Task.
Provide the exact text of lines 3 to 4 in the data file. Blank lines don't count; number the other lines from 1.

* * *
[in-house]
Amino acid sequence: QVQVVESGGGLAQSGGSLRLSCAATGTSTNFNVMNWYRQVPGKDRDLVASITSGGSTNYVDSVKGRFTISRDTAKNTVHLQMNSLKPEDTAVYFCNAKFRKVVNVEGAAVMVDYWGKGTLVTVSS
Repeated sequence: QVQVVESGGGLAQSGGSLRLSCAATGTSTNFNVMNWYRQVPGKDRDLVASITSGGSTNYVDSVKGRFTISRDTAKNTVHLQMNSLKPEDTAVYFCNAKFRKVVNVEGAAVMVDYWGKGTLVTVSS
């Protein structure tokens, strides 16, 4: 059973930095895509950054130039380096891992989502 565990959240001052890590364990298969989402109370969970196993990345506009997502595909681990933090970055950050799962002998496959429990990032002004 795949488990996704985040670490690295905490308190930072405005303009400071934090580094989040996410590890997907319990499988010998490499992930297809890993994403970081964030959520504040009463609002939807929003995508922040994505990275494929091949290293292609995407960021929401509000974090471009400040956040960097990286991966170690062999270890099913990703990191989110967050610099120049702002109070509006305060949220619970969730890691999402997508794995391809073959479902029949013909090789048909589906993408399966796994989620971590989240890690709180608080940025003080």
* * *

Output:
Repeated sequence: QVQVVESGGGLAQSGGSLRLSCAATGTSTNFNVMNWYRQVPGKDRDLVASITSGGSTNYVDSVKGRFTISRDTAKNTVHLQMNSLKPEDTAVYFCNAKFRKVVNVEGAAVMVDYWGKGTLVTVSS
């Protein structure tokens, strides 16, 4: 059973930095895509950054130039380096891992989502 565990959240001052890590364990298969989402109370969970196993990345506009997502595909681990933090970055950050799962002998496959429990990032002004 795949488990996704985040670490690295905490308190930072405005303009400071934090580094989040996410590890997907319990499988010998490499992930297809890993994403970081964030959520504040009463609002939807929003995508922040994505990275494929091949290293292609995407960021929401509000974090471009400040956040960097990286991966170690062999270890099913990703990191989110967050610099120049702002109070509006305060949220619970969730890691999402997508794995391809073959479902029949013909090789048909589906993408399966796994989620971590989240890690709180608080940025003080």